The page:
Lending rebounds

The ability to borrow money for investments is crucial for the economy.  Clearly borrowing can be overdone, but if consumers don’t borrow, the economy usually struggles. Host Mary Walden asks her husband NC State Economist Dr. Mike Walden, “Lending virtually stopped during the recession, so where are we now?”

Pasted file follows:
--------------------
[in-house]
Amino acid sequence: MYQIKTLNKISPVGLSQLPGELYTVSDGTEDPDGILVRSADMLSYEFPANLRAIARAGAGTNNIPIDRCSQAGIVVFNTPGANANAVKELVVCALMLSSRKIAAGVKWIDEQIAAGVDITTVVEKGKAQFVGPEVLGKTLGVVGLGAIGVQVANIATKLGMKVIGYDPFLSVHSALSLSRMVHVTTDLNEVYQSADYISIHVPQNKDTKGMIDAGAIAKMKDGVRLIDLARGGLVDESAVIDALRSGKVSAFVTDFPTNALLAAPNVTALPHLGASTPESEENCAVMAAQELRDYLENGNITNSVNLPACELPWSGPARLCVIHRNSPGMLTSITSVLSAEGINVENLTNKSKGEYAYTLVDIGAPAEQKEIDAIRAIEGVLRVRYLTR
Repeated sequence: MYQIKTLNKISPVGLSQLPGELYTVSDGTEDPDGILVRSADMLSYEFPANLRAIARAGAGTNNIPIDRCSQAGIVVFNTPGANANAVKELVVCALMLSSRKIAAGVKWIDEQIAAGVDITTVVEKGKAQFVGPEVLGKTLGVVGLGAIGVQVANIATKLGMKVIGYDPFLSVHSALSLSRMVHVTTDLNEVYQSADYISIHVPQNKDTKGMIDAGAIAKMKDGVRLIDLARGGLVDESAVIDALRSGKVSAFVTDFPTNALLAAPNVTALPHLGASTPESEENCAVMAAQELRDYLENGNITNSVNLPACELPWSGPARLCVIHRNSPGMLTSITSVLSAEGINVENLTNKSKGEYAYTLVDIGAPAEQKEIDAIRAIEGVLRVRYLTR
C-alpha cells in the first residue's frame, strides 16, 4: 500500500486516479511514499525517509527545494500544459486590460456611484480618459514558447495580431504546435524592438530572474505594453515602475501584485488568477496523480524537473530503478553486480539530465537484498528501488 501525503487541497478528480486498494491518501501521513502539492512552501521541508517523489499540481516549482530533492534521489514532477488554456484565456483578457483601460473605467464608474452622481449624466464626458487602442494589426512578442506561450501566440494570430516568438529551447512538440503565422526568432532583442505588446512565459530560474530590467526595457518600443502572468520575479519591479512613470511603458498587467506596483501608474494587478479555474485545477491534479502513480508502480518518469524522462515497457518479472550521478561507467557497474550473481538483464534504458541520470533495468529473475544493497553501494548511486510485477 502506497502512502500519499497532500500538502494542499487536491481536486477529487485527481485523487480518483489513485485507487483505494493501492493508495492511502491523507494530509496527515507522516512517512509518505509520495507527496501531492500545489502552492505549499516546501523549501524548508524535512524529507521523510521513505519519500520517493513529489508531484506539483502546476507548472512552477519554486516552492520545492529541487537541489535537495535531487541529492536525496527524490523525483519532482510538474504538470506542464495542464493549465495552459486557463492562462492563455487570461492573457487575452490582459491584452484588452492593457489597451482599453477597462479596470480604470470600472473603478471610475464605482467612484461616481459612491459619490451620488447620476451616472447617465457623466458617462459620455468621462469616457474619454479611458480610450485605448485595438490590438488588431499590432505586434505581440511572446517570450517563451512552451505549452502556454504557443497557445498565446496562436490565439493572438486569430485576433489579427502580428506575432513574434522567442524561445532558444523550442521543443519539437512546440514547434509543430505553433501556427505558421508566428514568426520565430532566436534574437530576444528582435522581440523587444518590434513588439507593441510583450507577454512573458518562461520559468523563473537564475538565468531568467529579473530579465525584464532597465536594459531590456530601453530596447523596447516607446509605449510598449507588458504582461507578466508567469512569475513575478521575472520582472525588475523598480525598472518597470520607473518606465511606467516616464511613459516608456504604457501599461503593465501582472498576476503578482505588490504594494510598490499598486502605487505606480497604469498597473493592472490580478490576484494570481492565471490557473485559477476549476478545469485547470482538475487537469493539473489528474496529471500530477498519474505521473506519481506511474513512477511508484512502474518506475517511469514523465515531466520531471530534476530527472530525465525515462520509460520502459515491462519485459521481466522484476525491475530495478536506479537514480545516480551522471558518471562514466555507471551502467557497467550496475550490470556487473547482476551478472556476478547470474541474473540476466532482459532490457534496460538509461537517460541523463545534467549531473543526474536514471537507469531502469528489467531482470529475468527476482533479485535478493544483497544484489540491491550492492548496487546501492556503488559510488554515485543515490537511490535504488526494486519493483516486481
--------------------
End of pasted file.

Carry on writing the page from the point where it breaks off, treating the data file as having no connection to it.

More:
Mike Walden—“Well Mary, I would say that we are responsibly back. Now you’re right that during the recession business lending, as well as consumer lending I might add, did fall. And that was a big part of the recession. Right now business lending is rising at an annual rate of 10 percent. Now that is still far below the 20 percent annual growth in business lending that we saw prior to the recession. So, we are improving in terms of business lending, but not at the gang-buster rates we had prior to the recession.  Another indicator is loan-to-value ratios. In other words how much money is put down in buying a piece of property as a percent of that property?  And those loan to value ratios are now at a 30-year low, again suggesting that lenders are being cautious and borrowers have to put more of their money up to buy a piece of property. So, I would argue that, yes we do have to have lending back. We do have to have lending going to businesses in order to spur the economy. That is occurring, but I think it is occurring at a much more modest, and I should say, sustainable rate.”

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